The MMSE is the most commonly used tool for diagnosing dementia. Nine out of 10 physicians use solely the MMSE for diagnosis of dementia.
A score of less than 27 out of 30 on the MMSE is sufficient to diagnose dementia.
Hearing loss is correlated with reduced performance on verbally administered tests for dementia.
Ability to hear the words in the verbal administration of the MMSE insignificantly affects overall score and diagnosis of dementia.
16% of persons with untreated (i.e., no hearing aid use when warranted) mild to moderate hearing loss were ultimately misdiagnosed as having dementia when no dementia was present.
Persons with hearing loss, however, are at greater risk for having true dementia than persons without hearing loss.
In order for the MMSE diagnosis to be correct, it is recommended that the physician administering the MMSE have full knowledge of the person’s hearing loss prior to administration. This means the results of a comprehensive audiologic test conducted by a licensed audiologist. Asking the person is not sufficient for diagnosis as only 28% of persons can accurately identify if they have hearing loss.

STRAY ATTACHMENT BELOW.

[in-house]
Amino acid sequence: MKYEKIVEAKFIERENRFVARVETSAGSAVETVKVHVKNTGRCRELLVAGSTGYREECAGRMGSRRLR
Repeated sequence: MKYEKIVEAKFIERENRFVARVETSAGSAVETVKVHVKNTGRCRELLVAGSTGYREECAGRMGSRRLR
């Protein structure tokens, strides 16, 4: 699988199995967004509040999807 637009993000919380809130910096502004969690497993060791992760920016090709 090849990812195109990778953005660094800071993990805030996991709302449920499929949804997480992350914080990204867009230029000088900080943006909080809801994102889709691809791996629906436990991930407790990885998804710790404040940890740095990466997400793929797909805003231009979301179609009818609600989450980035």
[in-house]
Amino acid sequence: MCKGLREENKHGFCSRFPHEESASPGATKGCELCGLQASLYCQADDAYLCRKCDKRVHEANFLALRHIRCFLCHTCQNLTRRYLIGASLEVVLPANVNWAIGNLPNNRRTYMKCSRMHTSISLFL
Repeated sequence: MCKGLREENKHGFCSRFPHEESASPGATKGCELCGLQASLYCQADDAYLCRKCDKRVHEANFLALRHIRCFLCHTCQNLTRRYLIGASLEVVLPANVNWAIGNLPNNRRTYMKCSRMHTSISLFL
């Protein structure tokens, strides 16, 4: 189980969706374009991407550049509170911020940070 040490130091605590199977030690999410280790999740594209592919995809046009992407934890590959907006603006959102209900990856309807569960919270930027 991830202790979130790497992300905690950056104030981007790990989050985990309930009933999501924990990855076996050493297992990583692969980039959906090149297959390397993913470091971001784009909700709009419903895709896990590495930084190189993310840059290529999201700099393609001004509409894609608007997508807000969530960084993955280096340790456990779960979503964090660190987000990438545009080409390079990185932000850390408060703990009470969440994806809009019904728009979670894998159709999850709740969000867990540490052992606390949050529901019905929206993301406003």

Identification and remediation of hearing loss is strongly recommended prior to administration of the MMSE for the purpose of differential diagnosis.
Persons already diagnosed with Alzheimer’s-type dementia can show improvement in some of the difficult behaviors associated with the disorder if they receive hearing aids for treatable hearing loss.
Hearing loss is twice as likely in persons with dementia or other mental disorders as compared to persons with normal cognitive function.
Jorgensen, et al. The effects of decreased audibility on MMSE performance: a measure commonly used for diagnosing dementia. Journal of the American Academy of Audiology. 2016;27(4):311–320.